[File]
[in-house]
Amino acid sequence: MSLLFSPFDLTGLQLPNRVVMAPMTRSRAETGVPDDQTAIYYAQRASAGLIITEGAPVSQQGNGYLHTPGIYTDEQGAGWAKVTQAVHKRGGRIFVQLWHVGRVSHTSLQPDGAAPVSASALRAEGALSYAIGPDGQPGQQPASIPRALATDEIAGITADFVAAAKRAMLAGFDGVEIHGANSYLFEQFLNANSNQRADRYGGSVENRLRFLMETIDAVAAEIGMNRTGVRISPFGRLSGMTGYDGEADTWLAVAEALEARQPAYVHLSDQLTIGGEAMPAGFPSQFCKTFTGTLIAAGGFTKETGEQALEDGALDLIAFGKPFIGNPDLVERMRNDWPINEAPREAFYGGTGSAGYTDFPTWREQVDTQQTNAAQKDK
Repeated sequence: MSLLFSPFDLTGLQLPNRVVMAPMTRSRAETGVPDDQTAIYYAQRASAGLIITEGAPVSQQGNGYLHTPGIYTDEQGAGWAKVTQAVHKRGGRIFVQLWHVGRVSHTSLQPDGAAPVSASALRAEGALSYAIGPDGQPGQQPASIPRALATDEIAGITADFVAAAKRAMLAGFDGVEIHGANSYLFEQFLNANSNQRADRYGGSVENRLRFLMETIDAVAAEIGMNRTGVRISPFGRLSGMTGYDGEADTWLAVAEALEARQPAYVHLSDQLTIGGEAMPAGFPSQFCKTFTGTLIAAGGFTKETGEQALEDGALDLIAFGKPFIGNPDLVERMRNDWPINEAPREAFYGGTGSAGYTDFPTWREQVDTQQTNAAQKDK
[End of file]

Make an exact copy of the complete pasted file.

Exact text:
[in-house]
Amino acid sequence: MSLLFSPFDLTGLQLPNRVVMAPMTRSRAETGVPDDQTAIYYAQRASAGLIITEGAPVSQQGNGYLHTPGIYTDEQGAGWAKVTQAVHKRGGRIFVQLWHVGRVSHTSLQPDGAAPVSASALRAEGALSYAIGPDGQPGQQPASIPRALATDEIAGITADFVAAAKRAMLAGFDGVEIHGANSYLFEQFLNANSNQRADRYGGSVENRLRFLMETIDAVAAEIGMNRTGVRISPFGRLSGMTGYDGEADTWLAVAEALEARQPAYVHLSDQLTIGGEAMPAGFPSQFCKTFTGTLIAAGGFTKETGEQALEDGALDLIAFGKPFIGNPDLVERMRNDWPINEAPREAFYGGTGSAGYTDFPTWREQVDTQQTNAAQKDK
Repeated sequence: MSLLFSPFDLTGLQLPNRVVMAPMTRSRAETGVPDDQTAIYYAQRASAGLIITEGAPVSQQGNGYLHTPGIYTDEQGAGWAKVTQAVHKRGGRIFVQLWHVGRVSHTSLQPDGAAPVSASALRAEGALSYAIGPDGQPGQQPASIPRALATDEIAGITADFVAAAKRAMLAGFDGVEIHGANSYLFEQFLNANSNQRADRYGGSVENRLRFLMETIDAVAAEIGMNRTGVRISPFGRLSGMTGYDGEADTWLAVAEALEARQPAYVHLSDQLTIGGEAMPAGFPSQFCKTFTGTLIAAGGFTKETGEQALEDGALDLIAFGKPFIGNPDLVERMRNDWPINEAPREAFYGGTGSAGYTDFPTWREQVDTQQTNAAQKDK